Henry Primakoff, the first Donner Professor of Physics in the University of Pennsylvania, was a theoretical physicist well known for his contributions to many areas of the science. While still in graduate school, Primakoff developed, with T.D. Holstein, the theory of spin waves which was based on a physical model and employed theoretical techniques, both of which are now classics. Later, while at Washington University, he published a paper entitled "The Photoproduction of Neutral Mesons in Nuclear Electric Fields and the Mean Life of the Neutral Meson" which first described the process that became known as the Primakoff Effect and ultimately led to a precise measurement of the very short mean life of the neutral pion. That idea is still in use in explaining certain other particle-production processes. Also while at Washington University, Primakoff and E. Feenberg were the first to suggest the possibility of a collapsed state of nuclei.
In the 1950s, Primakoff turned to the weak interaction as the focus of his research, elaborating the nuclear and particle phenomena that are manifestations of that interaction. He moved to the University of Pennsylvania in 1960, where he became a leading world authority on muon capture, double-beta decay, and the interaction of neutrinos with nuclei. He continued to work in the fundamental symmetries of physics and the nature of their breaking until the time of his death.
Henry Primakoff was noted as a teacher as well as a researcher, giving freely of his encyclopedic knowledge of physics to students and colleagues alike. He had an abundance of patience and a joy in teaching that allowed him to place himself completely at the disposal of the individual with whom he was engaged at the moment. This generous spirit earned him universal admiration and devotion.
When one talked and worked with Henry, there was present the tension and excitement that is usual in an intellectual enterprise, but there was also a sense of tranquility, of deep enjoyment in the moment and the place and the exercise at hand.
Every year, the Department of Physics and Astronomy recognizes the distinguished work of leading scholars by inviting them to give an annual Primakoff Lecture in Henry Primakoff's honor. Below is a full list of past lectures as well as information on this year's lecture:
2019 - Ann Nelson: "Dark Matter, Neutron Stars, and Gravitational Waves"
2018 - Tom Lubensky: "Metamaterials and Topological Mechanics"
2016 - Rolf Heuer: "From (Astro)Particle Physics to Applications: The role of Scientific Institutes for the development of society"
2015 - Clifford M. Will: "Was Einstein Right? A Centennial Assessment"
2014 - Andrrea M. Ghez: "The Galactic Center: Unveiling the Heart of our Galaxy"
2013 - Leo Kouwenhoven: "Particle Physics On a Chip: The Search for Majorana Fermions"
2012 - Paul J. Steinhardt: "One Upon a Time in Kamchatka: The Extraordinary Search for Natural Quasicrystals"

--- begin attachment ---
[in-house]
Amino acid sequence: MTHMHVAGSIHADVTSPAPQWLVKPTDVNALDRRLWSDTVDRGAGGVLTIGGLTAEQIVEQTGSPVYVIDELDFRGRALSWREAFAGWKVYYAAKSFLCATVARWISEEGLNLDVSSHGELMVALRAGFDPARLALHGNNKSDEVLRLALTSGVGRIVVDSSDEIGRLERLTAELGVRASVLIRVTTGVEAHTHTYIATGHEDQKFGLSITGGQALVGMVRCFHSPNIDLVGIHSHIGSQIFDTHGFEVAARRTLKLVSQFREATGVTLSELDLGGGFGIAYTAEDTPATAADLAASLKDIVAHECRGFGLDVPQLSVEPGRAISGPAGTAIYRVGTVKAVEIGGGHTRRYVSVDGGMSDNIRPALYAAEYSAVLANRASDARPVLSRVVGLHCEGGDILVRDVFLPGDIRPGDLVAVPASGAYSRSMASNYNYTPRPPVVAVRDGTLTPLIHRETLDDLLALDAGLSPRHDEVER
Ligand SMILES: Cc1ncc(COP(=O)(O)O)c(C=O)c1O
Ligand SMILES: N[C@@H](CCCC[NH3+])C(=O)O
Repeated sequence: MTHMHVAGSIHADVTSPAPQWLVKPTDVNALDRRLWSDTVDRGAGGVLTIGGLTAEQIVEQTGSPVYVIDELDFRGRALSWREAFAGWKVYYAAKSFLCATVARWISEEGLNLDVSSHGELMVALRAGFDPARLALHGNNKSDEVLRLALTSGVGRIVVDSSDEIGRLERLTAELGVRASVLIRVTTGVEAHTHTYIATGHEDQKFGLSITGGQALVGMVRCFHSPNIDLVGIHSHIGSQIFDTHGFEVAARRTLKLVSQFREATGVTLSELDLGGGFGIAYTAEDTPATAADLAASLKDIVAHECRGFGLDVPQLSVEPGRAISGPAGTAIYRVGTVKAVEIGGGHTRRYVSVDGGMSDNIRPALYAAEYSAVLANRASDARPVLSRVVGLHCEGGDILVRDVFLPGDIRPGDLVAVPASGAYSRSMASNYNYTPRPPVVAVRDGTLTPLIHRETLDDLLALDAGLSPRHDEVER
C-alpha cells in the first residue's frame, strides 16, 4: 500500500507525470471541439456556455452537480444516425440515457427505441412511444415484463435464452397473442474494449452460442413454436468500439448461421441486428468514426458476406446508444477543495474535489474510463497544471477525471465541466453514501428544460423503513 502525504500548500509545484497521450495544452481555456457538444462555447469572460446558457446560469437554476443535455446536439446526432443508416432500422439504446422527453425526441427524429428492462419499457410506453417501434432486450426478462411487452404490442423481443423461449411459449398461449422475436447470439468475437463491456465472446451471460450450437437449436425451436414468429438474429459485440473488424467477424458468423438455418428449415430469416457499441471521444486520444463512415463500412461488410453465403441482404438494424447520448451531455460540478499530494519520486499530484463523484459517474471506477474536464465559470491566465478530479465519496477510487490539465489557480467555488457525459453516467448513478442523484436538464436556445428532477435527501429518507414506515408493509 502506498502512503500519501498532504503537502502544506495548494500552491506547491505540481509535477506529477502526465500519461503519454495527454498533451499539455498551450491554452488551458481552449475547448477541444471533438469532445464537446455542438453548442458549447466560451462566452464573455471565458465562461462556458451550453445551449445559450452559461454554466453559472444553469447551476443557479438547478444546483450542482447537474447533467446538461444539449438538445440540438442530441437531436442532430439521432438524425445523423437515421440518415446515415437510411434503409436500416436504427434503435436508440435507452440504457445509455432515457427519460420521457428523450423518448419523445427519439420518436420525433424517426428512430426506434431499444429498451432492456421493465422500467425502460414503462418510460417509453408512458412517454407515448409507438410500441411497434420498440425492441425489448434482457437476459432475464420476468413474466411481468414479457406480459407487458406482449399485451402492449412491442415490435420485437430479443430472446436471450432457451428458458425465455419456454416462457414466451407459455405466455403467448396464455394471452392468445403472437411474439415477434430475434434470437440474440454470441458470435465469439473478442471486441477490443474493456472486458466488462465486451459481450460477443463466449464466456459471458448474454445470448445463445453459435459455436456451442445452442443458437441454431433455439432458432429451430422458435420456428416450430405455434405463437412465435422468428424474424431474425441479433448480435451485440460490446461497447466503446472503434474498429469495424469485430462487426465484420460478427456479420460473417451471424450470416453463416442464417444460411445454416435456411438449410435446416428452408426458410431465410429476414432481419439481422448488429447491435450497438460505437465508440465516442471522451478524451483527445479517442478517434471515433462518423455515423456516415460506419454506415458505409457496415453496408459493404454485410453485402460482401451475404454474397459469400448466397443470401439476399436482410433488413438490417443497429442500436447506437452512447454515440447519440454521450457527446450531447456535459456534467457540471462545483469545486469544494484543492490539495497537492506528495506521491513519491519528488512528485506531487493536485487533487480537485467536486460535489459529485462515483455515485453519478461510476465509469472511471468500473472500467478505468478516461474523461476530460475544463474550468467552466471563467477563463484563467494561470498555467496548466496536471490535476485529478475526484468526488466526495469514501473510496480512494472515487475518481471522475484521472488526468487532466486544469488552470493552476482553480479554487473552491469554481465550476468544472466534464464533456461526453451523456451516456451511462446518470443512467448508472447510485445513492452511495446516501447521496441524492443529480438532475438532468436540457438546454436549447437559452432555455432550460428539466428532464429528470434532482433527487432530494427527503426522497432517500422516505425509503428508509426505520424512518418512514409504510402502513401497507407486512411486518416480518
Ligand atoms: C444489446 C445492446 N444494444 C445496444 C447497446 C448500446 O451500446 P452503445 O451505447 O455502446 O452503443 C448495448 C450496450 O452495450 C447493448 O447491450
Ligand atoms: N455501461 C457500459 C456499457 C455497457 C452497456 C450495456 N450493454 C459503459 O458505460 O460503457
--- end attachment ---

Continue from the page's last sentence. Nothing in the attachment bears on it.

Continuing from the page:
2011 - H. H. (Brig) Williams: "Search for a New World...at the LHC"
2010 - Michael Berry: "Variations on a Theme of Aharonov & Bohm"
2009 - Jim Peebles: "Finding the Big Bang"
2008 - Walter Kohn: "The Power of the Sun"
2007 - David R. Nelson: "Spherical Crystallography and Crumpling of Amorphous Shells"
2006 - Paul G. Langacker: "The Standard Model and Strings - Can They be Connected?"
2005 - Harry L. Swinney: "Emergence of Spatial Patterns in Nonequilibrium Systems"
2003 - Lyman Page: "Cosmic Microwave Background Results from the MAP Satellite"
2002 - David Gross: "The Coming Revolutions in Fundamental Physics"
2001 - Lev Okun: "The Concept of Mass"
2000 - Wolfgang Ketterle: "Bose-Einstein Condensation -- Quantum Mechanics at Zero Temperature"
1999 - Pierre-Gilles de Gennes: "From Rice to Snow: Disputes about Granular Matter"
1998 - Maurice Goldhaber: "Reminiscences from the Cavendish Laboratory in the 1930's"
1997 - Edward Witten: "Duality, Spacetime, and Quantum Mechanics"
1996 - Vernon W. Hughes: "Spin Structure of the Nucleon"
1995 - Joseph H. Taylor, Jr.: "Binary Pulsars and Relativistic Gravity"
1994 - J. Robert Schrieffer: "The Origin of Strange Quantum Numbers in Polymers, Superconductors, and the Fractional Quantum Hall Effect"
1993 - Leon M. Lederman: "Science Research and Science Education: A Modest Proposal"
1992 - Victor F. Weisskopf: "The Responsibilities of Scientist Towards Society"
1991 - Abraham Pais: "Reflections on Bohr and Einstein"
1990 - Norman F. Ramsey: "Time and Physical Universe"
1989 - Hans A. Bethe: "The Mechanism of Supernovae"
1987 - Sir Rudolf Peierls: "Recollections of Early Days of Quantum Mechanics"
1986 - Carlo Rubbia: "Testing of the Gauge Theory of Strong and Electroweak Interactions with Proton-Antiproton Collisions"
1985 - Abdus Salam: "Time Unification of Fundamental Forces"
1984 - Tsung Dao Lee: "Time as a Dynamical Variable"
Upcoming Primakoff Lectures
Nigel Goldenfeld (University of Illinois – Urbana Champaign)
Turbulence is the last great unsolved problem of classical physics. But there is no consensus on what it would mean to actually solve this problem. In this colloquium, I propose that turbulence is most…